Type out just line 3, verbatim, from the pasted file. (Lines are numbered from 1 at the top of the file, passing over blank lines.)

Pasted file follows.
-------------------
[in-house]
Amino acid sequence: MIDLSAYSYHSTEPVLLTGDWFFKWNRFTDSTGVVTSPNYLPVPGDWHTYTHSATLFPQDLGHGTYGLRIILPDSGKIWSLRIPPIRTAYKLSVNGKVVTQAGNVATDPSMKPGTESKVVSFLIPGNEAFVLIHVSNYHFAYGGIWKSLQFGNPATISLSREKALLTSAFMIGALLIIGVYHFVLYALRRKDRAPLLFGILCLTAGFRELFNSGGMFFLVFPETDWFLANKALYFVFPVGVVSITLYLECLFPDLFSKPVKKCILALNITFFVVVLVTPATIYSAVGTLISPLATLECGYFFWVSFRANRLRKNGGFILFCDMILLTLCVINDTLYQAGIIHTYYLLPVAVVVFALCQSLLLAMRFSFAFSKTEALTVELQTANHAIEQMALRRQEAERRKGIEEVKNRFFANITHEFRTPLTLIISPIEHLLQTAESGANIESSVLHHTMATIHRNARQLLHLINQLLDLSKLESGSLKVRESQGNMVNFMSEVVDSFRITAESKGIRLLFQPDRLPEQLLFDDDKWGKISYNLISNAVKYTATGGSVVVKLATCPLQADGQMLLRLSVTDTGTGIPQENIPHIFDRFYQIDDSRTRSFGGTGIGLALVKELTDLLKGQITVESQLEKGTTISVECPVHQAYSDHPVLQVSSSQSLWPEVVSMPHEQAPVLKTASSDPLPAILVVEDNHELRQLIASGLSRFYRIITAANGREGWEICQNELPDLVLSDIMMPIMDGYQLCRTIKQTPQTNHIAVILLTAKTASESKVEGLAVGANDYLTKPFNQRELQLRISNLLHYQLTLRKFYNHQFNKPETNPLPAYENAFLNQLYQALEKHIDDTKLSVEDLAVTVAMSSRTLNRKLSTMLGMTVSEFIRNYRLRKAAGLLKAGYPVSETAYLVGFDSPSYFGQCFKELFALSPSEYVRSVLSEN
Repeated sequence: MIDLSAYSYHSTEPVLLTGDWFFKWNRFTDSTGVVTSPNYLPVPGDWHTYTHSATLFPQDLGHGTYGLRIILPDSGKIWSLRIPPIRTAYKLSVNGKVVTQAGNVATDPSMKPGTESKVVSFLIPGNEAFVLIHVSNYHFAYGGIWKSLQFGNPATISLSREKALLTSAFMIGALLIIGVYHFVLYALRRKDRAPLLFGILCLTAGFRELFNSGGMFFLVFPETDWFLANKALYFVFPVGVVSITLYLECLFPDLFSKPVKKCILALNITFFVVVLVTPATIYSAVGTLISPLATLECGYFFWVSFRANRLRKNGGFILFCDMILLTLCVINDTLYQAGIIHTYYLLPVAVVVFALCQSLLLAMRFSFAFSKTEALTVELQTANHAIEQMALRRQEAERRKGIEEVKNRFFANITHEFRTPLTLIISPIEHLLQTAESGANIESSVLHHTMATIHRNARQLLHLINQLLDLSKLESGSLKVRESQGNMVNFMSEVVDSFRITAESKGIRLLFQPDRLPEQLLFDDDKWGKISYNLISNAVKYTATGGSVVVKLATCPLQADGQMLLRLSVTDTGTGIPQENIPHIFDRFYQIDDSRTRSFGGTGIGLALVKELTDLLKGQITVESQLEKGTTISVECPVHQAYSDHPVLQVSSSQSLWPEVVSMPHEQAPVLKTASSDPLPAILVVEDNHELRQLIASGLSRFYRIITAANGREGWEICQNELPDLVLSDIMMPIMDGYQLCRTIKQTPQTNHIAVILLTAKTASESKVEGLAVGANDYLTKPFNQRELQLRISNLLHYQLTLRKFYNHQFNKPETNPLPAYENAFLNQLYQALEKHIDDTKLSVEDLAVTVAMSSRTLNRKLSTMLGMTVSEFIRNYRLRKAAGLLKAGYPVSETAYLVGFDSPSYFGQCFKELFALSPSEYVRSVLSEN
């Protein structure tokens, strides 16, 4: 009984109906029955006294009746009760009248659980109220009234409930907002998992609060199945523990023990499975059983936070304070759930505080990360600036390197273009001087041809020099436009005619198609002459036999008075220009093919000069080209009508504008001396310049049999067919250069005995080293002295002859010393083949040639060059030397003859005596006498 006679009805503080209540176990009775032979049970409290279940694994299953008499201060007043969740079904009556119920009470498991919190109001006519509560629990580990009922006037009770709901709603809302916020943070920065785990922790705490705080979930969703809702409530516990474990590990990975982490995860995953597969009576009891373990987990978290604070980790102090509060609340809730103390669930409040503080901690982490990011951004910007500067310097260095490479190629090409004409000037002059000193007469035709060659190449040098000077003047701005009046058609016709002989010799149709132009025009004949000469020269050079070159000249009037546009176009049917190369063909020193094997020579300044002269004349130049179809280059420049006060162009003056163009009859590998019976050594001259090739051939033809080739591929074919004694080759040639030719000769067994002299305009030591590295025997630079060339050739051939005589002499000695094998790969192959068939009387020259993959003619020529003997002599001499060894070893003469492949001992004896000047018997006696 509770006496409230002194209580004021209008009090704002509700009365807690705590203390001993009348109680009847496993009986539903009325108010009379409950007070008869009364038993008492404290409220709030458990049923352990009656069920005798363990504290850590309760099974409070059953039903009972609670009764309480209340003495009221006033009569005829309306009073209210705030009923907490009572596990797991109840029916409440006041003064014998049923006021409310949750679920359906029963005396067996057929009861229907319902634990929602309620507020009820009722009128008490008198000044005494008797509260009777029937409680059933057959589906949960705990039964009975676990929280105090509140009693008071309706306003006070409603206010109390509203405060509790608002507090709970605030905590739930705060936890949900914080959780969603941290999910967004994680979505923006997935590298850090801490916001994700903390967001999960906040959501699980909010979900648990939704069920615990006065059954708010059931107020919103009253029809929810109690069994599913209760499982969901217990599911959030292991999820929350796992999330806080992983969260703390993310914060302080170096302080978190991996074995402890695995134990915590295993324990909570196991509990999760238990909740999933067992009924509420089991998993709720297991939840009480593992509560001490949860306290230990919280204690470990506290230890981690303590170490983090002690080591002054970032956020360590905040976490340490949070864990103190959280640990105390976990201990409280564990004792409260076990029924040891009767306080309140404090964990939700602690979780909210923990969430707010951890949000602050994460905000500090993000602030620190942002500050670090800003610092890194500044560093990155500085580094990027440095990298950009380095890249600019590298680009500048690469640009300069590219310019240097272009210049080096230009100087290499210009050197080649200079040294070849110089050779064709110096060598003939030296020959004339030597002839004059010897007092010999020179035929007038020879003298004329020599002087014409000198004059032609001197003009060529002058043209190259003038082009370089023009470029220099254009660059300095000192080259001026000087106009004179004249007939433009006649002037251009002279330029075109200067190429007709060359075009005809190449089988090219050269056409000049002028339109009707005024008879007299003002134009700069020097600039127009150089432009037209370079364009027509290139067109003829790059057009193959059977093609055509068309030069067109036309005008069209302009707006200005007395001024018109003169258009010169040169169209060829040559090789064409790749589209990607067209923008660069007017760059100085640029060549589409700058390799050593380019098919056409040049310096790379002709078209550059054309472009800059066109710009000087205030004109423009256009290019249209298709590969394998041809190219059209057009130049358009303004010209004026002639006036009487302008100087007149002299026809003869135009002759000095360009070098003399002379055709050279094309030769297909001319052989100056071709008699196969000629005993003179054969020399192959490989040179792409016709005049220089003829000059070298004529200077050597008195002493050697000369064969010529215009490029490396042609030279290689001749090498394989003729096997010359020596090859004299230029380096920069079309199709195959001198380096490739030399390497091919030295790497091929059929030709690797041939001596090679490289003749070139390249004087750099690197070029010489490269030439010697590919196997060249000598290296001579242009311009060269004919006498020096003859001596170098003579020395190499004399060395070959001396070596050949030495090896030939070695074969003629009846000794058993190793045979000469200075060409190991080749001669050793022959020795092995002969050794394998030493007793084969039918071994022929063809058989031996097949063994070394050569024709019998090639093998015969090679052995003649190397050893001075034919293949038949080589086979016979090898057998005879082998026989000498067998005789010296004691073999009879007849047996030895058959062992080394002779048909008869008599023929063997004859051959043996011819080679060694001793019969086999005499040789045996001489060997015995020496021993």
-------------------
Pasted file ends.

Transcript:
Repeated sequence: MIDLSAYSYHSTEPVLLTGDWFFKWNRFTDSTGVVTSPNYLPVPGDWHTYTHSATLFPQDLGHGTYGLRIILPDSGKIWSLRIPPIRTAYKLSVNGKVVTQAGNVATDPSMKPGTESKVVSFLIPGNEAFVLIHVSNYHFAYGGIWKSLQFGNPATISLSREKALLTSAFMIGALLIIGVYHFVLYALRRKDRAPLLFGILCLTAGFRELFNSGGMFFLVFPETDWFLANKALYFVFPVGVVSITLYLECLFPDLFSKPVKKCILALNITFFVVVLVTPATIYSAVGTLISPLATLECGYFFWVSFRANRLRKNGGFILFCDMILLTLCVINDTLYQAGIIHTYYLLPVAVVVFALCQSLLLAMRFSFAFSKTEALTVELQTANHAIEQMALRRQEAERRKGIEEVKNRFFANITHEFRTPLTLIISPIEHLLQTAESGANIESSVLHHTMATIHRNARQLLHLINQLLDLSKLESGSLKVRESQGNMVNFMSEVVDSFRITAESKGIRLLFQPDRLPEQLLFDDDKWGKISYNLISNAVKYTATGGSVVVKLATCPLQADGQMLLRLSVTDTGTGIPQENIPHIFDRFYQIDDSRTRSFGGTGIGLALVKELTDLLKGQITVESQLEKGTTISVECPVHQAYSDHPVLQVSSSQSLWPEVVSMPHEQAPVLKTASSDPLPAILVVEDNHELRQLIASGLSRFYRIITAANGREGWEICQNELPDLVLSDIMMPIMDGYQLCRTIKQTPQTNHIAVILLTAKTASESKVEGLAVGANDYLTKPFNQRELQLRISNLLHYQLTLRKFYNHQFNKPETNPLPAYENAFLNQLYQALEKHIDDTKLSVEDLAVTVAMSSRTLNRKLSTMLGMTVSEFIRNYRLRKAAGLLKAGYPVSETAYLVGFDSPSYFGQCFKELFALSPSEYVRSVLSEN